In a world where politicians use Twitter as a space to fire off new campaign ideas, it was perhaps no shock that Nicola Sturgeon recently chose to use the platform to make a seemingly out-of-the-blue proposition to the Labour Party. On Monday the 10th of December, the leader of the Scottish National Party, Nicola Sturgeon, sent a direct tweet to the leader of the Labour party, Jeremy Corbyn. She proposed that they join forces to topple the Conservative Government and stop Brexit.

We can break Sturgeon’s tweet down into two main ideas. Firstly, her complete lack of faith in the current deal that the Prime Minister is proposing is abundantly clear. Sturgeon refers to the current state of affairs as a ‘shambles’, stating that it cannot be allowed to continue. Secondly, she suggests that with Jeremy Corbyn and Labour’s help, Brexit can be scrapped through another referendum. This proposition then raises the question that if a general election were to be called in the next few weeks, as many are predicting, is a Labour/SNP coalition a realistic possibility?

Politically, it is questionable as to just how well Labour and the Scottish National Party align with one another. In terms of a second referendum on Brexit, both the Scottish National Party and Labour seem willing to leave that as an option on the table. However, in wider politics there are stark differences between the two parties’ policies.

Scottish Independence is most definitely the biggest difference of opinion! Sturgeon has made no secret of her inherent desire for Scotland to claim its independence. But an alignment with Labour would surely mean kissing goodbye to this career-long goal. In their 2017 manifesto, the SNP have stated that a second independence referendum would be put forward after the Brexit deal had been agreed. However, Labour have campaigned vehemently for a United Kingdom.  Therefore, in order to join Labour, this policy would no doubt need to be compromised. Realistically, this is something Sturgeon may be unwilling to lose without gaining something in return. It is thus the idea of Scottish Independence that might make an SNP and Labour alliance impossible in its practicalities.

There is also historic bad blood between Sturgeon and Corbyn. This can be traced right back to when Corbyn took over the role as leader of the opposition. The tension between the two dates back specifically to 2015, when Sturgeon called Corbyn not ‘credible’ to be prime minister. However, this opinion drastically changed in 2017 when the prospect of a hung parliament loomed over British politics. This prompted Sturgeon to say that she would support Labour and form a government with them, if that is the way that the election was headed.  This current suggestion of a Labour/SNP alliance then, is not a spur-of-the-moment suggestion as the tweet format would imply. Rather, it is an idea that Sturgeon has been formulating for over a year.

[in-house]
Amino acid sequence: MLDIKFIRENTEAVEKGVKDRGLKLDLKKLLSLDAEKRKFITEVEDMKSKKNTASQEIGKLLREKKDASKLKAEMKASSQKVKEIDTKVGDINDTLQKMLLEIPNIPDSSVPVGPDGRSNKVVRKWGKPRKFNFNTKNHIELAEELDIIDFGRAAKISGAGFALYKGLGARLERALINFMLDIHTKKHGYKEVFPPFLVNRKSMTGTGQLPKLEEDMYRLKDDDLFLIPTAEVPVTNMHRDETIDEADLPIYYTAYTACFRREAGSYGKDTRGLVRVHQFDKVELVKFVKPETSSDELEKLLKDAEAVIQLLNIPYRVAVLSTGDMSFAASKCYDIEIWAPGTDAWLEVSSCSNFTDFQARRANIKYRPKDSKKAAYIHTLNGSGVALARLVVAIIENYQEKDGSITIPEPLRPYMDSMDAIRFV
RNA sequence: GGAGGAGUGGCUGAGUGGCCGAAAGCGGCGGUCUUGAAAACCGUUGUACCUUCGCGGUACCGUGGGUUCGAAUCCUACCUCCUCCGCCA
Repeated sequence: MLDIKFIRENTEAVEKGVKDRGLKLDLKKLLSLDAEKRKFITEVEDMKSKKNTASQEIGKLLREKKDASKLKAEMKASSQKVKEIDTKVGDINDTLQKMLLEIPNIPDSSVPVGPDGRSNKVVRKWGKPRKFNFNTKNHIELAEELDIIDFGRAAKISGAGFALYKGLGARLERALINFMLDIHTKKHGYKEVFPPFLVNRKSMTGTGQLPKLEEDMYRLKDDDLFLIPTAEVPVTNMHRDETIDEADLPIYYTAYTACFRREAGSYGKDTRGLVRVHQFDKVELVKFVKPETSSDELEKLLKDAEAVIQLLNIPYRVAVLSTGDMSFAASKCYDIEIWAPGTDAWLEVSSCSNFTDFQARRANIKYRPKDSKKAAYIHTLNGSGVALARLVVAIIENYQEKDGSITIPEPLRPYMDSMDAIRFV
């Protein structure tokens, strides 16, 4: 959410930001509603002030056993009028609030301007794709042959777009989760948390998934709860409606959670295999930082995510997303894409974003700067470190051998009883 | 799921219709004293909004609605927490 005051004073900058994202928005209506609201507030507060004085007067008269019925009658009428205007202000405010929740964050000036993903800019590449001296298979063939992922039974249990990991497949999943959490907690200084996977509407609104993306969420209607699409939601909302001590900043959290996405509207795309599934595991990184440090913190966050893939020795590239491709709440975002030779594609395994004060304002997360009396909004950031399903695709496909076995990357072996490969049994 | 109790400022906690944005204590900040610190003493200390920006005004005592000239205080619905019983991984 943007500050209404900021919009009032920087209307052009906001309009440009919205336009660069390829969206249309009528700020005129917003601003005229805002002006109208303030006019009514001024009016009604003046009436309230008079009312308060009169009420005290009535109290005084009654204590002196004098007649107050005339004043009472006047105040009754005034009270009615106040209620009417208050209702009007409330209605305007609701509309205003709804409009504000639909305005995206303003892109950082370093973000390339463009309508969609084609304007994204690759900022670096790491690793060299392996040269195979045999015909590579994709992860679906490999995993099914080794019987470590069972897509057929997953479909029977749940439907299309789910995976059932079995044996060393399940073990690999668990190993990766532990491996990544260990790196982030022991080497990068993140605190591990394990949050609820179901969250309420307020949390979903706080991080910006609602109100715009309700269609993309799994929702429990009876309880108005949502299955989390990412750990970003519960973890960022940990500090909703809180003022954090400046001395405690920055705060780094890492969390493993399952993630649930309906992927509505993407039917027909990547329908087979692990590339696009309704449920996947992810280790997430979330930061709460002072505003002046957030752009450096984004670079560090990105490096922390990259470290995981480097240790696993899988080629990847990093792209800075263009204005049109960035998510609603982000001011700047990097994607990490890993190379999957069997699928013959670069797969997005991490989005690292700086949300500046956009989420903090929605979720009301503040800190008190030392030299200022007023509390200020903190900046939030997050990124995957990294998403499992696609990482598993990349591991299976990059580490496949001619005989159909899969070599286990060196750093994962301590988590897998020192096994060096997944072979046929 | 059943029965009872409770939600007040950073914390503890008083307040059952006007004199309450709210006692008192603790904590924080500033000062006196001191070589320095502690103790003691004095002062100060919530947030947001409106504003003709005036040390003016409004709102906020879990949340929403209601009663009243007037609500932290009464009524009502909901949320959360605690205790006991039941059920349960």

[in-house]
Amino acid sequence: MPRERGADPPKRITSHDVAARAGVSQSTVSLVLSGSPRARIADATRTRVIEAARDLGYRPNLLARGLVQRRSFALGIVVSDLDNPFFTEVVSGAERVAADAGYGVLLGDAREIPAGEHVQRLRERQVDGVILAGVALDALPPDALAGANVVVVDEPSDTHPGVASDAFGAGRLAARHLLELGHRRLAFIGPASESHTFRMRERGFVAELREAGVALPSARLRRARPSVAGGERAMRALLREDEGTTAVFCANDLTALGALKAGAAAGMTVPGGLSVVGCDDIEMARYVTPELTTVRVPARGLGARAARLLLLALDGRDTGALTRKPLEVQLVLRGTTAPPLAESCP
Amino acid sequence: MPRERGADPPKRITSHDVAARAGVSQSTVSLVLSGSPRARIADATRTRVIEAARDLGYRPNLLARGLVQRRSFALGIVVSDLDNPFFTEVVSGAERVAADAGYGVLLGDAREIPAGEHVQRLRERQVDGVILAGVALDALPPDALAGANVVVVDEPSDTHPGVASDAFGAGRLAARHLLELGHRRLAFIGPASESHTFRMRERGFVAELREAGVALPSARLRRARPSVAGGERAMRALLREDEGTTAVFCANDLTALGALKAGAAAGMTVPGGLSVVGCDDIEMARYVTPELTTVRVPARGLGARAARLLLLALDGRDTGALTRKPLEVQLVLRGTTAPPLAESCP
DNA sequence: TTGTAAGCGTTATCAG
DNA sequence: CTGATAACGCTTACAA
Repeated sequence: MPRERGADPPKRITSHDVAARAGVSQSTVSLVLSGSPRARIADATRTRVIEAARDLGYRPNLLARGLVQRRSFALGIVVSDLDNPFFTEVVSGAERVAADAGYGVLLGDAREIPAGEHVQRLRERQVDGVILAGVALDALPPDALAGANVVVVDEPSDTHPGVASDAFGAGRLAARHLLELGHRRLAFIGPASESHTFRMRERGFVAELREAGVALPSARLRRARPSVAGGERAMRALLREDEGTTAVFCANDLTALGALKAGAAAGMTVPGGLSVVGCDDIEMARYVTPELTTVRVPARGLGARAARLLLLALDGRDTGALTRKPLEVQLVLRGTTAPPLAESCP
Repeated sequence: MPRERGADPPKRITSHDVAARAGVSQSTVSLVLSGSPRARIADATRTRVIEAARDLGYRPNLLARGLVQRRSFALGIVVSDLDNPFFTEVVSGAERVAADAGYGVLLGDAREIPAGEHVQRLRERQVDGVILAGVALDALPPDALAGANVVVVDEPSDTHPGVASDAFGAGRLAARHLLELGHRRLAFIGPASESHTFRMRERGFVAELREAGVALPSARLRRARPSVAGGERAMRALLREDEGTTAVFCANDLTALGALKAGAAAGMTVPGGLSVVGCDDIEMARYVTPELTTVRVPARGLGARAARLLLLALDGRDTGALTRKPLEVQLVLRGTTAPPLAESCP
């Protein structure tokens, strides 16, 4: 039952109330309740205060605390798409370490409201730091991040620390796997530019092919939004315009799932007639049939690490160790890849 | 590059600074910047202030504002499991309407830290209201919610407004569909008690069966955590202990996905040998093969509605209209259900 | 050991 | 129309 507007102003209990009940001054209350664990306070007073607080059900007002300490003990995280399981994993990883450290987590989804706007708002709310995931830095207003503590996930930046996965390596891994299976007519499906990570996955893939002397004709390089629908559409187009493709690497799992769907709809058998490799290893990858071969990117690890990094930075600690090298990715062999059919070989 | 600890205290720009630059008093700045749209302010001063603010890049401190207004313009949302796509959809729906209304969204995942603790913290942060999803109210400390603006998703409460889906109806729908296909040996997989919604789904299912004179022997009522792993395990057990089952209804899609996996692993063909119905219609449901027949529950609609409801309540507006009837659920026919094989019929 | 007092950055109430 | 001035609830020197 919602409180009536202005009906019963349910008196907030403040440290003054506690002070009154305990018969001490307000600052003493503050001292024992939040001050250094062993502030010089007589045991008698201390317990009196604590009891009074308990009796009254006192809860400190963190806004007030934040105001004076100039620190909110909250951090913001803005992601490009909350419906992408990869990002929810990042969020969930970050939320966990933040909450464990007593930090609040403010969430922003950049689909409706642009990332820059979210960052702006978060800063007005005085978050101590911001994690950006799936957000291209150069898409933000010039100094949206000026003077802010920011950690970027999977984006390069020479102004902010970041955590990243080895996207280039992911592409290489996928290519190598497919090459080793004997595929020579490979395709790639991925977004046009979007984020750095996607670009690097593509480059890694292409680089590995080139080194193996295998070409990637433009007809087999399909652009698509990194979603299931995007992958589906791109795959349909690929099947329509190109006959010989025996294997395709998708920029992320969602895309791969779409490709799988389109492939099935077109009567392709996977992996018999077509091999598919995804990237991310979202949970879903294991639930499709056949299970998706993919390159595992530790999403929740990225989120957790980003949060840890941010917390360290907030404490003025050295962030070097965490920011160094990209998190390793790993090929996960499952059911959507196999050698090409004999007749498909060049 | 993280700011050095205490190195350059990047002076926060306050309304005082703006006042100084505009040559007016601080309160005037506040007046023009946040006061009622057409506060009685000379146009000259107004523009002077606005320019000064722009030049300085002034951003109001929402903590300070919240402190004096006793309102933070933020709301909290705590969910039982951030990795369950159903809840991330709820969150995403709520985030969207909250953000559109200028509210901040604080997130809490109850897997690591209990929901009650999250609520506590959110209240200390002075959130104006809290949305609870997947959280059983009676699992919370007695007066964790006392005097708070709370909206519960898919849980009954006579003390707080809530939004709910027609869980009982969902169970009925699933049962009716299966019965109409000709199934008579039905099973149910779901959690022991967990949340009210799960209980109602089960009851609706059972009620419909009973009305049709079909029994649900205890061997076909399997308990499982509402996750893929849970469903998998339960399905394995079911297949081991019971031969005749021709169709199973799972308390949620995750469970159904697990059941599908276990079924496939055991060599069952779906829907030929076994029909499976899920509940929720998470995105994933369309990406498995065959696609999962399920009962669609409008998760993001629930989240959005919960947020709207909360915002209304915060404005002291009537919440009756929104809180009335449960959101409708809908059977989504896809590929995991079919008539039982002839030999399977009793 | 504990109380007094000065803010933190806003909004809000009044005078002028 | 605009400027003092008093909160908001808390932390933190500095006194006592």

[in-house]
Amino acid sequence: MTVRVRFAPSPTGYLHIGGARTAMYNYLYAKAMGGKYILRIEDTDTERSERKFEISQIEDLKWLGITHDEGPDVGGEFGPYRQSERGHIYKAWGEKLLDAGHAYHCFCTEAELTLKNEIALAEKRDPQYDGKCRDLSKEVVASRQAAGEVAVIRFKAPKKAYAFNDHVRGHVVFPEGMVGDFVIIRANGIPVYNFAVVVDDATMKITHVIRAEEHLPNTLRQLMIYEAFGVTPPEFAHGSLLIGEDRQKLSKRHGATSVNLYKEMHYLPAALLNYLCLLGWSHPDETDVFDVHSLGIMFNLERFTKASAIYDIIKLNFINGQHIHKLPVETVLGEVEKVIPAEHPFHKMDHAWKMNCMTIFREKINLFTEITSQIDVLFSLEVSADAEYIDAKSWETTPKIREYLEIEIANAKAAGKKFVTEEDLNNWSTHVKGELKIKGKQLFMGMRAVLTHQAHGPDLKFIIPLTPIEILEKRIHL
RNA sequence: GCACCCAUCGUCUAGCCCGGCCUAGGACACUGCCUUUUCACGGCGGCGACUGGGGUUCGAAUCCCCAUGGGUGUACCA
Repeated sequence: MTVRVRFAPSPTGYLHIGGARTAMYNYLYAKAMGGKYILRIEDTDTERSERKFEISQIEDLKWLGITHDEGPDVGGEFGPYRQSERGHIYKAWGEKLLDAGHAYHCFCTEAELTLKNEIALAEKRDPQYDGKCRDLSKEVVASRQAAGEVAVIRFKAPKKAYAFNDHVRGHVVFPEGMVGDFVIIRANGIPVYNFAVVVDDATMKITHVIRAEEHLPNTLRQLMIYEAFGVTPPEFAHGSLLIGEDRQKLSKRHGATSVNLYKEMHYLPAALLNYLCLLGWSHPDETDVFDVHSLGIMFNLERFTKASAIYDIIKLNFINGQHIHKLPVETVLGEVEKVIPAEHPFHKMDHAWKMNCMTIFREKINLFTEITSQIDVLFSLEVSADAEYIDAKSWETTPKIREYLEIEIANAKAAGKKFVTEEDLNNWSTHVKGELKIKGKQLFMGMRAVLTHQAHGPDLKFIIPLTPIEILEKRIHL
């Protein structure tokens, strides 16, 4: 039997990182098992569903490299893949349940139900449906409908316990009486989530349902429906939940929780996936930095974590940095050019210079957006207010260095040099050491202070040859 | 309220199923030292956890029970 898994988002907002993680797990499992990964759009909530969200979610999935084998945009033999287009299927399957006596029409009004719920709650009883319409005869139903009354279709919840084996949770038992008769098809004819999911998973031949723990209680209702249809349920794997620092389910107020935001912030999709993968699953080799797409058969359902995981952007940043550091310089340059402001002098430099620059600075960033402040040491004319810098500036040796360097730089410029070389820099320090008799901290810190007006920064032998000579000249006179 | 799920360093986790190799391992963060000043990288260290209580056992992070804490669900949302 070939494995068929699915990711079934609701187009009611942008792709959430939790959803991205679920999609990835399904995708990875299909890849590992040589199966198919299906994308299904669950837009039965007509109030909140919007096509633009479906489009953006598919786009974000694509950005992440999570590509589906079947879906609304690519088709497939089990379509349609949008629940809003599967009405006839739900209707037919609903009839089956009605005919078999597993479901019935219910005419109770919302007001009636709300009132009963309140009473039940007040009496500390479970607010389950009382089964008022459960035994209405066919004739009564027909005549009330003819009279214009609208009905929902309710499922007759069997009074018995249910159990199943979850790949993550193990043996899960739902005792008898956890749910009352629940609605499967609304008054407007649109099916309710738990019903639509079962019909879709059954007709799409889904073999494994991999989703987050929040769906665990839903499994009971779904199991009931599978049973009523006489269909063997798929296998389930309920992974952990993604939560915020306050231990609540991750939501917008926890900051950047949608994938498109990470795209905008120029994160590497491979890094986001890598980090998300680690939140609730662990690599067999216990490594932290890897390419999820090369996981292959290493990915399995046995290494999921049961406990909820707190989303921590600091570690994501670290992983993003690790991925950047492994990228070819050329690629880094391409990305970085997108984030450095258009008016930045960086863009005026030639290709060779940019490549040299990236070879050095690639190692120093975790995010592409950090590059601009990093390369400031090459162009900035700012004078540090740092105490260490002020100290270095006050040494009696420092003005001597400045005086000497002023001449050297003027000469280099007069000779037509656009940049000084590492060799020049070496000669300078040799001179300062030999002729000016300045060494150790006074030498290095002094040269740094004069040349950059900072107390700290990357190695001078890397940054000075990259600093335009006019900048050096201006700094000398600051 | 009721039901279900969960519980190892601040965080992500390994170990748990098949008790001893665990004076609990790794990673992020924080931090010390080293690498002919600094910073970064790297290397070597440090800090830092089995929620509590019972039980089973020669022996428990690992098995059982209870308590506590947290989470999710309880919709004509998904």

Despite their main differences however, there are some key policies which Labour and the SNP both firmly agree on. The 2017 manifestos of both parties included a key policy relating to tax. Both parties aimed to increase the rate of income tax on the highest earners in the United Kingdom (those earning more than £150,000) from 45p, which it was at the time of election, to 50p. This proposal to increase tax for the wealthier in society, in order to subsidise the struggling sectors such as healthcare and education, has remained key to both parties.

Echoing each other also with regard to childcare, both parties’ 2017 manifestos outlined a policy to extend free childcare to 30 hours per week for 2-year-olds. This answers a desperate call for cheaper childcare from new parents who struggle to navigate a society in which they must go back to work in order to provide for their families, but also cannot afford the increasing prices of childcare.

The need for an alternative plan for Brexit, along with several shared policy ideas, could build enough common ground for Labour and the SNP to seriously consider negotiating an alliance.  This alliance could not only topple Theresa May’s chances at getting her deal through Parliament, it could also be enough to overthrow the entire Conservative Government at a general election.

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